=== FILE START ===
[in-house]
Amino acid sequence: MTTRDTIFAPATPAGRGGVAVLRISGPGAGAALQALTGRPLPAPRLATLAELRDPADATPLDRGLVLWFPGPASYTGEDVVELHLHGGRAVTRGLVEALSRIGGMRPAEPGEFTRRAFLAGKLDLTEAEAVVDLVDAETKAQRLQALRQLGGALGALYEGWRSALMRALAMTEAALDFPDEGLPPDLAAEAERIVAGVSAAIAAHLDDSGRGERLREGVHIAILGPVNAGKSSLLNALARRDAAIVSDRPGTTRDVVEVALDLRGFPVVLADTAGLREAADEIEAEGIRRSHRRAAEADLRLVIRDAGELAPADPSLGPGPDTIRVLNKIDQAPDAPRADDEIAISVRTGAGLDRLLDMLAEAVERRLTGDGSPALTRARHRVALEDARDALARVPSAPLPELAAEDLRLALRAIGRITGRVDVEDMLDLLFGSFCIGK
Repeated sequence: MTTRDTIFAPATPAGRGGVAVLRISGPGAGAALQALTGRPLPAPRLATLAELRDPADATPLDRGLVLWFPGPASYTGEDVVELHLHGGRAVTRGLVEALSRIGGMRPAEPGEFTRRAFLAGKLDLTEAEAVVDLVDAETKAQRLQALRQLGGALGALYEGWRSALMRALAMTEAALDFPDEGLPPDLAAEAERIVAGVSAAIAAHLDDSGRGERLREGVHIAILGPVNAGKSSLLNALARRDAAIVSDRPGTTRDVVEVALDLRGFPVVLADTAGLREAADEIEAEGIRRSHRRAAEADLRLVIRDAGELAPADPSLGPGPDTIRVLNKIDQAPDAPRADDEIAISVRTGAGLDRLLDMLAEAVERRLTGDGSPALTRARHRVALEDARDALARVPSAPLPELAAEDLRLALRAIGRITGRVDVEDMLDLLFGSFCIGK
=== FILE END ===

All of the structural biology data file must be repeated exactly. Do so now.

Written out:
[in-house]
Amino acid sequence: MTTRDTIFAPATPAGRGGVAVLRISGPGAGAALQALTGRPLPAPRLATLAELRDPADATPLDRGLVLWFPGPASYTGEDVVELHLHGGRAVTRGLVEALSRIGGMRPAEPGEFTRRAFLAGKLDLTEAEAVVDLVDAETKAQRLQALRQLGGALGALYEGWRSALMRALAMTEAALDFPDEGLPPDLAAEAERIVAGVSAAIAAHLDDSGRGERLREGVHIAILGPVNAGKSSLLNALARRDAAIVSDRPGTTRDVVEVALDLRGFPVVLADTAGLREAADEIEAEGIRRSHRRAAEADLRLVIRDAGELAPADPSLGPGPDTIRVLNKIDQAPDAPRADDEIAISVRTGAGLDRLLDMLAEAVERRLTGDGSPALTRARHRVALEDARDALARVPSAPLPELAAEDLRLALRAIGRITGRVDVEDMLDLLFGSFCIGK
Repeated sequence: MTTRDTIFAPATPAGRGGVAVLRISGPGAGAALQALTGRPLPAPRLATLAELRDPADATPLDRGLVLWFPGPASYTGEDVVELHLHGGRAVTRGLVEALSRIGGMRPAEPGEFTRRAFLAGKLDLTEAEAVVDLVDAETKAQRLQALRQLGGALGALYEGWRSALMRALAMTEAALDFPDEGLPPDLAAEAERIVAGVSAAIAAHLDDSGRGERLREGVHIAILGPVNAGKSSLLNALARRDAAIVSDRPGTTRDVVEVALDLRGFPVVLADTAGLREAADEIEAEGIRRSHRRAAEADLRLVIRDAGELAPADPSLGPGPDTIRVLNKIDQAPDAPRADDEIAISVRTGAGLDRLLDMLAEAVERRLTGDGSPALTRARHRVALEDARDALARVPSAPLPELAAEDLRLALRAIGRITGRVDVEDMLDLLFGSFCIGK